4 Ways to Personalize Your Eating Plan

How to be flexible and pick your favorite ideas from different diets

Ever notice how people are always trying to get you to pick a side? Dog or cat person, paper or plastic, cake or pie. The food world is filled with people who say their diet is "right": vegetarian, vegan, Paleo, raw, gluten-free. I listen to friends, read their Facebook posts and tweets and peruse articles and books in the course of doing my job.

When I'm learning about an eating plan, it makes sense. Then I hear about a different one, and that makes sense, too. But when it's time to cook or eat, everything flies out the window. Sometimes I feel like I'm getting food-ideology whiplash.

Rather than subscribing whole hog (so to speak) to one regimen or the other, I take the gems I find in each and incorporate them into my eating style.

What I've plucked from the Paleo diet

I agree with its emphasis on avoiding processed foods and refined sugars. But unlike the hard-core Paleos I know, my family eats dairy (always full-fat and organic) and small portions of bread and pasta, usually whole-grain. I also sometimes cook high-quality grains like millet, barley and farro; they make tasty side dishes and cold salads when mixed with lots of vegetables. If I have leftover millet, I'll simmer it with almond or coconut milk and enjoy it for breakfast.

What I've plucked from the vegan diet

Like my vegan friends, I care deeply about the impact of our meat-loving habits on the environment and the treatment of factory-raised animals. My family eats a lot of vegetarian meals, so you'll usually find plant-based proteins in my fridge, freezer and pantry, such as tofu, tempeh, beans, seeds and nuts. Yet we stray from veganism by also including eggs, fish and, to a much lesser degree, poultry and meat in our diet. I always buy organic and/or Certified Humane eggs (which means that the facility raising and processing the hens meets strict standards). When I do buy poultry, it's organic, and if we grill a small steak, it's grass-fed.

FYI, if you're new to tempeh, it's similar to tofu in that it's made from soybeans, but it has a grainier texture. It's fermented, so you may find it easier to digest if you're sensitive to soy. I like to grate it and use it in place of ground beef for "meatballs" and Bolognese sauce, both of which are tasty with spaghetti squash. Or I simmer it for 30 to 40 minutes in a mixture of soy sauce and apple and orange juices, then grill (try it on kebabs).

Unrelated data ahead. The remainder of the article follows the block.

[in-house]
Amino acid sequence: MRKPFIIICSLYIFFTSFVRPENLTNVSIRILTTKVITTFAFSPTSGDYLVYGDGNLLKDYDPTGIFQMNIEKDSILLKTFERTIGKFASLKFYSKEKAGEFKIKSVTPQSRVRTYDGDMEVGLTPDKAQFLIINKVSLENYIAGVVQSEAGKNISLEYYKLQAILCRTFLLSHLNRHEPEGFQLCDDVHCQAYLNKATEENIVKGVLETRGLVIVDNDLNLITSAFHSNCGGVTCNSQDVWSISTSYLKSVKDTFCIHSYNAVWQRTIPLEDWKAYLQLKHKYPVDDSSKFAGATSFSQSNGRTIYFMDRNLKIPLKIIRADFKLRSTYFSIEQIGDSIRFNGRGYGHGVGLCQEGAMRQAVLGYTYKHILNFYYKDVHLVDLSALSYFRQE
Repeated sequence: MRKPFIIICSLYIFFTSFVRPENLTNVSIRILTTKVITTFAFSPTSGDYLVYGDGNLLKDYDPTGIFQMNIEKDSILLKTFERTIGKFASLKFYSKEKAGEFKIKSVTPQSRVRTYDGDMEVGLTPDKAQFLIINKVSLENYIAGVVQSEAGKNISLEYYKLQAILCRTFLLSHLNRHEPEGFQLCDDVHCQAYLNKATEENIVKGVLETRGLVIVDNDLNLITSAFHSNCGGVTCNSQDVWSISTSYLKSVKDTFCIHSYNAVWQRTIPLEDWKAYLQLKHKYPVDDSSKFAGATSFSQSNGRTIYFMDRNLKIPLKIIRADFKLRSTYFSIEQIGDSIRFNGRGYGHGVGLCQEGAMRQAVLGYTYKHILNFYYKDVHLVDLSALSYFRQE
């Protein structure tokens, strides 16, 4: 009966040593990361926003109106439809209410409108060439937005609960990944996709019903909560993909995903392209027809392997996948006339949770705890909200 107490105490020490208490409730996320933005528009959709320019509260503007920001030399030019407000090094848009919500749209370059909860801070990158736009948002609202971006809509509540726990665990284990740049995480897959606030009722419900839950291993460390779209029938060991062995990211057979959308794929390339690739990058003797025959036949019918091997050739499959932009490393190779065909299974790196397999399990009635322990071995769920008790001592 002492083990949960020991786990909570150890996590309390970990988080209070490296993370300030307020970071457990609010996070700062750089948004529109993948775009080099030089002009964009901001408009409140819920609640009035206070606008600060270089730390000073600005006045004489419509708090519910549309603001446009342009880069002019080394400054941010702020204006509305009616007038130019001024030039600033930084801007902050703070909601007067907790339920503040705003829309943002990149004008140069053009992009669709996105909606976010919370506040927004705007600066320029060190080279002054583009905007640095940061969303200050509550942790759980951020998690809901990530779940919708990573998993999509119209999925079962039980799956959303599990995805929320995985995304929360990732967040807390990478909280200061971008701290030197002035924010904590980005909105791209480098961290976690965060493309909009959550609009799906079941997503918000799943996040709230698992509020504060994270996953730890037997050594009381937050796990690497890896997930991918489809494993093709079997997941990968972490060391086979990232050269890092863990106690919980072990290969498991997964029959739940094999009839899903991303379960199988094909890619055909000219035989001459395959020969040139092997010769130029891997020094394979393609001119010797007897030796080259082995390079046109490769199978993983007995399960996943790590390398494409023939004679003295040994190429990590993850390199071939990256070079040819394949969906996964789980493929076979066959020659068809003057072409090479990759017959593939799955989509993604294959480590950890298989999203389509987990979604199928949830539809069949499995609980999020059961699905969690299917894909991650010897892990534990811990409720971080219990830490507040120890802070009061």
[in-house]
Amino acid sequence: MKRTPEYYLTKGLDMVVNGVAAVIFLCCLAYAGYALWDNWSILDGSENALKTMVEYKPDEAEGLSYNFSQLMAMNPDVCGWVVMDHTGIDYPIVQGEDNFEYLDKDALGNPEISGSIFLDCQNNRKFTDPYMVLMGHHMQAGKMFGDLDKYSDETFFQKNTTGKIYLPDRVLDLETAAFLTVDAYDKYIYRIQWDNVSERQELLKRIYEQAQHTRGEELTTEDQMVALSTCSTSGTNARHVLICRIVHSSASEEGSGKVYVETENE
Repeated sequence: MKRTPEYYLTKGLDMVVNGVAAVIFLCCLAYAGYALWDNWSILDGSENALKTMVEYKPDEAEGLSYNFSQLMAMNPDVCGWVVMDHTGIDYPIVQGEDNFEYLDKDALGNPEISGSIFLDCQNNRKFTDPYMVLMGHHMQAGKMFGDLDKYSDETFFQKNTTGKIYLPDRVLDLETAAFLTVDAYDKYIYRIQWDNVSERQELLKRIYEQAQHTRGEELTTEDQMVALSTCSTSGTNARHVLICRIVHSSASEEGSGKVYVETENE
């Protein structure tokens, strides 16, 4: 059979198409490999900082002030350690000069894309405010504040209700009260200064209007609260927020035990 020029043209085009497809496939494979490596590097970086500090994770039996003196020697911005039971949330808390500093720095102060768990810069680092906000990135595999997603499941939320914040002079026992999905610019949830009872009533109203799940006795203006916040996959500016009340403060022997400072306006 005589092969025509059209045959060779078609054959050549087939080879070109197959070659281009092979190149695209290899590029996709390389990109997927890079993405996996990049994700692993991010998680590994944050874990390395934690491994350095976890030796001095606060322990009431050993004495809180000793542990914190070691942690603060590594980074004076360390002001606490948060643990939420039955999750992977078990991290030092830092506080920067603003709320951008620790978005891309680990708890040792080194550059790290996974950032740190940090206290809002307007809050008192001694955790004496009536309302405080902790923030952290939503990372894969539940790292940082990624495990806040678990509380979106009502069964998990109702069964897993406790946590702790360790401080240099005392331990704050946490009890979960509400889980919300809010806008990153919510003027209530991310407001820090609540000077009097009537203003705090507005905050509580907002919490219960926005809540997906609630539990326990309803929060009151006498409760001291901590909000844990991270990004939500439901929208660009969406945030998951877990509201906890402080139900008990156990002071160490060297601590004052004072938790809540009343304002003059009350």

What I've plucked from the Mediterranean diet

I'm big on both produce and lean protein, especially fish. (I check seafoodwatch.org to make sure I'm buying a sustainable type, like arctic char or Pacific halibut.) There's always a can of skipjack tuna from Trader Joe's in the pantry, which I mix with shredded carrots, relish, avocado and a little mayonnaise for a fast lunch. Produce usually dominates my plate, so I keep a variety on hand. Now that it's summer, we have eggplant, summer squash, corn, cucumbers and radishes—plus the vegetables we're never without, like lettuce, broccoli and carrots. Tomatoes live on the counter (don't refrigerate them; they get mealy) next to onions and garlic, and my husband and daughter grow herbs and peas on our little balcony. The fridge is also bursting with berries, peaches, plums, nectarines, cherries—whatever we get at our local farmers market.

Some people call our family's style of eating flexitarian. I love that word: itarian evokes vegetarian but starts with flex—as in flexibility, which for me is what a busy lifestyle and passion for food requires.

Bringing it all together

What does my diet look like day to day? During the week, I usually have eggs and fruit for breakfast. Lunches are leftovers, or I pick up a salad. For dinner, we typically go vegetarian or have fish: Recently I tossed some tilapia on the grill next to asparagus and baby zucchini, all drizzled with olive oil and sprinkled with salt and pepper. Or I'll make a quick vegetable-tofu stir-fry. Everyone in my family loves to snack; for me, it's fruit, nuts, plain yogurt, a smoothie or the occasional cold-pressed green juice.

As a flexitarian, however, nothing is off-limits. Every couple of months, I crave a juicy burger. I'll have it and not think twice. If I'm at a special restaurant, I'll order what looks best, whether it's vegetarian or not. Invite me over, and I'll happily eat whatever you're cooking—and probably grab seconds, too (and hit you up for the recipe).

So, mostly vegetarian but always, always flexible. And by the way, I like dogs and cats, cake and pie. Please don't ask me to choose.

Go on, share!

What do you keep in your fridge, freezer and pantry? E-mail me at beth_lipton@timeinc.com.

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